After breakfast and a nap, another group of my friends arrived. Incidentally, I was on a stroll and met them when they were crossing the bridge over the river to the campgrounds in their van, which is also a vanlife, the same model as the one I had rode in on. Later, my friends traded van modification tips, since one of them had built a bed and storage rack for the back of van and his roommate’s rides and the other had a cardboard box fashioned into a cup holder for the front seats.
They had chosen a different site to camp, slightly further up the hill, but just as close to to the river from another access point. As certified Hei Long Tan regulars, my only other visit a few years ago had been with them, and they told me about previous visits with a real sense of love for the place and the memories they had built there.
Another barbecue ensued after swimming in the late afternoon and firewood missions wandering the grounds looking for dry logs to keep the coals happy before nightfall. While walking between campsites to retrieve my headlamp and raid the cooler, a family of fireflies illuminated for a moment in the darkness of the jungle. Looking up, a shooting star fell overhead from the clear night sky.
Away from the campfire smoke, conversation and music, surrounded by the sounds of frogs and insects and fresh air feeling of being in the mountain valley where two rivers intersect, a feeling of peace washed over me. Although having familiar company and making new friends on the spring break camping trip was invaluable, being alone and witnessing the raw beauty of nature was an experience worth relishing. When I told my friends about it, they reminisced about another springtime camping trip they had in HeiLongTan and seeing thousands of fireflies surrounding their campsite and besparkling the thick jungle of trees, and even reflecting their light in the river while swimming at night.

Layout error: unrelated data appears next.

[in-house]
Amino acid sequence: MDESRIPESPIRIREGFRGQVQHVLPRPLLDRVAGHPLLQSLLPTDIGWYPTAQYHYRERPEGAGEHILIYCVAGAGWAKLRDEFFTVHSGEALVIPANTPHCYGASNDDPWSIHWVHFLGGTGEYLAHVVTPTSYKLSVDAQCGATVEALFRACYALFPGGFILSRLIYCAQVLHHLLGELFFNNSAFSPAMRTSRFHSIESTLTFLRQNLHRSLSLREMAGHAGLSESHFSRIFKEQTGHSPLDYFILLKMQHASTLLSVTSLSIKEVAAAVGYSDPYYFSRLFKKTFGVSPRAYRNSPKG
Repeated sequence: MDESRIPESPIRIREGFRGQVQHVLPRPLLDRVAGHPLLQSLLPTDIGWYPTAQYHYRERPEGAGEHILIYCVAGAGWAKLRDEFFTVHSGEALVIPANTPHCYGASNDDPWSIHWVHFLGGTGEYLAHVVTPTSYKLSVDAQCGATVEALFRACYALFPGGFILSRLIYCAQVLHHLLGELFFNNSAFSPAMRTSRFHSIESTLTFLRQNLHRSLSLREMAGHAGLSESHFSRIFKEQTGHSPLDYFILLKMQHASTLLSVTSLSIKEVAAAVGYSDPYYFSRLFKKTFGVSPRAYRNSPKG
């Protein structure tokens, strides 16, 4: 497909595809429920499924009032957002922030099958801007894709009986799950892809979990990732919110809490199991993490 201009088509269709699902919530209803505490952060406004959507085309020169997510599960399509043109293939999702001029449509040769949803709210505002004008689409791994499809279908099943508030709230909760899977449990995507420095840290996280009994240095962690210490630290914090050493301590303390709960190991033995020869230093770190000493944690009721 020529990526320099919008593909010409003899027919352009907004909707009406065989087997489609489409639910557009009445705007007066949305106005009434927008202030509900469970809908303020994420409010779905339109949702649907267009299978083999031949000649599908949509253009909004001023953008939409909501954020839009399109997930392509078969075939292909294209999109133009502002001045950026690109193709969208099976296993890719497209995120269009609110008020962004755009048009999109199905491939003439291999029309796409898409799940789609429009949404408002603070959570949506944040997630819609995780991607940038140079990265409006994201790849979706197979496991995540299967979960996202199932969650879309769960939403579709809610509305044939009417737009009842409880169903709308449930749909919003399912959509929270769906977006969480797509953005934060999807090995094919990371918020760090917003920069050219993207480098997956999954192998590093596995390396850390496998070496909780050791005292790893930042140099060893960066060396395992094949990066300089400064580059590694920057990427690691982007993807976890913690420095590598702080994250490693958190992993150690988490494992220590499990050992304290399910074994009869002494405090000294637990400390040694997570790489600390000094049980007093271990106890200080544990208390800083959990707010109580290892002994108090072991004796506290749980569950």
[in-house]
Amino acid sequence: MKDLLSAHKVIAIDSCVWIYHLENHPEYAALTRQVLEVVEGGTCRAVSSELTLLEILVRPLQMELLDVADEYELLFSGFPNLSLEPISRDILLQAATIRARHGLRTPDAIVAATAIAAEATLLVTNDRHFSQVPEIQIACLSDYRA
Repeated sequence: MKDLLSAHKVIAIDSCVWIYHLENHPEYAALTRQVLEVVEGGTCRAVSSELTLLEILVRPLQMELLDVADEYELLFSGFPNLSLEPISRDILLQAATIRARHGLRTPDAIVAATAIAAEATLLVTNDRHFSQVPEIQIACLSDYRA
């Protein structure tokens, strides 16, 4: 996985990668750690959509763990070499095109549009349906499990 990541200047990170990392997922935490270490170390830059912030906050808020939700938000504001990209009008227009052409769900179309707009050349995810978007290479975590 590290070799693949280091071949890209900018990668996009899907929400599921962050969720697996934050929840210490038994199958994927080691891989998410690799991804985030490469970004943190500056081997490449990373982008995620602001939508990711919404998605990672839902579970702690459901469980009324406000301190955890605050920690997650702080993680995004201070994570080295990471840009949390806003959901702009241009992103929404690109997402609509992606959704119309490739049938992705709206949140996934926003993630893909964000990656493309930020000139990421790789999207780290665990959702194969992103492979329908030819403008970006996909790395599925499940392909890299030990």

A vanload of friends got a late start from Taipei arriving before midnight, and were greeted with hugs, food and drinks aplenty. Around the campfire, we shared stories and caught up on life under the stars.
Come Saturday, it was clear who had been there for two days and nights, and who was still settling in. We packed up our gear and meanwhile, a few of my friends who came on Friday went for a trail run, reporting that the back way into the campsite traced the river and went on to another small mountain town with several large houses overlooking the water. Before heading out, we cooked what was left of the marinated pork and enjoyed the sun briefly, before it cooled off and became overcast. Having consumed almost all of the food and beer we had brought, it was time to go. Of course, our driver stayed sober and handled the drive back with a level head. Many of our friends tried to convince us to stay another night, but she had plans in the city, and I had my bed to look forward to. On the way back, we retraced our drive, stopping at a rest area that was flooded with people and nowhere to park. We circled the parking lot, but were forced to leave the van running while one of us ran inside to get coffee for the last leg of the trip. I took one last look back at the mountains as we entered the tunnel to Muzha and back to Taipei.